Tuesday, June 30, 2015

Crotty: Keynes and Commons

We're up to pages 5 and 6 in James Crotty's paper on the stages of development of capitalism.
Keynes clearly distinguished two historical stages of capitalist development: pre-World War I or "nineteenth-century" capitalism (which I label Stage One), and post-World War I or modern or twentieth-century capitalism (which I label Stage Two). He argued that these stages had qualitatively different economic outcomes because they had qualitatively distinct institutions and agent practices.

In a number of writings, Keynes asserted that while freedom of trade and of capital flows brought peace and prosperity in the nineteenth century, the same international system produced imperialism, war, and depression in the twentieth century (a point to which I return). In a similar vein, Keynes often observed that Britain's domestic nineteenth-century capitalism was characterized by reasonably steady growth, price stability, adequate employment and rising living standards, all produced by a strong and relatively steady pace of capital accumulation. In The General Theory Keynes made the point as follows. "During the nineteenth century," there existed:

a schedule of the marginal efficiency of capital which allowed a reasonably satisfactory average level of employment to be compatible with a rate of interest high enough to be psychologically acceptable to wealth-owners. There is evidence that for a period of almost one hundred and fifty years ...rates of interest were modest enough to encourage a rate of investment consistent with a rate of employment which was not intolerably low [Keynes 1964, pp. 307-8].

Later in the book he commented on "the exuberance of the greatest age of the inducement to invest" in nineteenth-century England [Keynes 1964, p. 353]. And in the Economic Consequences of the Peace he argued that before World War I, "Europe was so organized socially and economically as to secure the maximum of capital accumulation [with] some continuous improvement in the daily conditions of life of the mass of the population" [Keynes 1920, p. 18].

Second, note Keynes's belief in the need for a theory that could explain the evolution of qualitatively distinct stages of economic development. He aligned himself with Commons's view that economic theory had to reflect the existence of "three epochs, three economic orders, upon the third of which we are entering." The first, according to Keynes, was a precapitalist "Era of Scarcity with a maximum of communistic, feudalistic or governmental coercion," which was dominant through the sixteenth century and survived to some degree into the eighteenth century. Then came the "Era of Abundance" with "the maximization of individual liberty, the minimum of coercive control through government, and individual bargaining. ...[In] the nineteenth century this epoch culminated gloriously in the victories of laissez-faire and historic liberalism" [Keynes 1963, p. 334].

But, Keynes continued, we are now passing through a period of turbulence into a new stage of capitalism, an "Era of Stabilization" in which societal or governmental controls will replace laissez-faire. The coming era will require a "transition from economic anarchy to a regime which deliberately aims at controlling and directing economic forces in the interests of social justice and social stability" [Keynes 1963, p. 335].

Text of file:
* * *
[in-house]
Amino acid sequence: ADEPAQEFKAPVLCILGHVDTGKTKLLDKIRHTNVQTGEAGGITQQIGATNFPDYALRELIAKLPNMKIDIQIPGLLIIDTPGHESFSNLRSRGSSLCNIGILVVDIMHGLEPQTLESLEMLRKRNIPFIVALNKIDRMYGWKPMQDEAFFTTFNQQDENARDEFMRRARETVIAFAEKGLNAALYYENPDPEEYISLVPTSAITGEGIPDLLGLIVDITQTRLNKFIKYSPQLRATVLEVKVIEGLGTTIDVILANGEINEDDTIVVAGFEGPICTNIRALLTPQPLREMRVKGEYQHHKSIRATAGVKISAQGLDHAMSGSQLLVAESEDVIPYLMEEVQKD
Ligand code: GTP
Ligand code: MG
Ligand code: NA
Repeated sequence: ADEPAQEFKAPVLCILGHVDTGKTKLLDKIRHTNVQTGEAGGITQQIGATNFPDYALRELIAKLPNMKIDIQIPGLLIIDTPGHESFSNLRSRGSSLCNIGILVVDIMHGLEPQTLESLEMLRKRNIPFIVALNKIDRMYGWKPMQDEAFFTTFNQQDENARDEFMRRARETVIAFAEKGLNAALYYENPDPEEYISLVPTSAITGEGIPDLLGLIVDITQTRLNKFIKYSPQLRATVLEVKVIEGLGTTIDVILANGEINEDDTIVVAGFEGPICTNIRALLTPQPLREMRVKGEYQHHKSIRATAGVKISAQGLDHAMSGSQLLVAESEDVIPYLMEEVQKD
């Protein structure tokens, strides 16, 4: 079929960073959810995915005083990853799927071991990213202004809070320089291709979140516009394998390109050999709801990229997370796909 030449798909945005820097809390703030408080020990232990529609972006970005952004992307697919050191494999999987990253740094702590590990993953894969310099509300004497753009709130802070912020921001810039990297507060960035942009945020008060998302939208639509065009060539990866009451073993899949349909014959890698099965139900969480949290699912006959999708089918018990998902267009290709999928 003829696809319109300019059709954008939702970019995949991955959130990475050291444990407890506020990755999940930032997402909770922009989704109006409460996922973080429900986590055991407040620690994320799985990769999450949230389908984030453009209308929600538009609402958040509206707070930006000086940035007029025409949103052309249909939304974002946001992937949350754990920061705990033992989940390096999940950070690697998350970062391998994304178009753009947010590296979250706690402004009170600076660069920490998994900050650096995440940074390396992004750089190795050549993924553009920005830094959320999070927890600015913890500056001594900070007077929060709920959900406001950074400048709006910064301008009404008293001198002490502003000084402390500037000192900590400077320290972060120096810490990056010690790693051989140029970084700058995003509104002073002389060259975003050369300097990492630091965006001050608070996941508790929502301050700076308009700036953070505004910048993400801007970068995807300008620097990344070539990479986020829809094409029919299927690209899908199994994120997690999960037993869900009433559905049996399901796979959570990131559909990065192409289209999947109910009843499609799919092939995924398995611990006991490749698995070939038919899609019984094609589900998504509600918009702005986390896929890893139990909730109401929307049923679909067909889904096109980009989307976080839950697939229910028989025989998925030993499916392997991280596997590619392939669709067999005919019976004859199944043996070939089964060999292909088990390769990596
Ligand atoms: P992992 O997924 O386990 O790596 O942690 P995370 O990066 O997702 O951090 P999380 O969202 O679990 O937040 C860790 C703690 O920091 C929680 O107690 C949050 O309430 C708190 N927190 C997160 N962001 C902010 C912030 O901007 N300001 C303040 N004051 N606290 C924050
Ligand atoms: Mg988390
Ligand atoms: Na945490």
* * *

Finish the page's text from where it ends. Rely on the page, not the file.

The Era of Scarcity, the Era of Abundance, and the Era of Stabilization: Three stages of capitalist development, proposed by Professor John Commons and (as Crotty says) developed by John Maynard Keynes.

Jim Crotty already made the point. We quoted it yesterday:

I argue that Keynes provided the outlines of a theory of the evolution of two distinct stages of capitalist development (and anticipated the transition toward a third) in which each stage is assumed to possess unique institutions and agent practices that differentiate its processes and outcomes from the other.

As for myself, I think it's optimistic to say "we are now passing through a period of turbulence into a new stage of capitalism, an 'Era of Stabilization'".

Why would the economy stabilize? Isn't "stable" the same as "in equilibrium"? It is convenient to think about the economy in equilibrium or approaching equilibrium, sure. But that doesn't mean we ever get there.

So if we have a time of "abundance" or let's say a time of generally improving conditions, and then the improvement tapers off... and if we don't achieve an era of stabilization, what happens?

It's easy. If the trend doesn't continue to climb, and it refuses to run flat, then the only direction left to go is down. So we would have rise to a peak: rise and decline. It would look like part of a business cycle.

It would look like only part of a business cycle because we're not looking at the whole picture. We're only looking at a few hundred years. A few hundred years near the peak. Keynes described the peak. He called it "the greatest age of the inducement to investment" and he said it lasted 150 years.

If the peak lasted 150 years, you're not going to see the whole cycle if you consider only 400 years or so. Don't think in terms of nations. Think in terms of civilizations and cycles of civilization. Thousands of years.

It's just a business cycle, really nothing out of the ordinary.

Out of the ordinary would be to achieve stabilization, an age of stabilization. That would be special. Something to shoot for, but not part of the natural course of events. We'll have to earn it.

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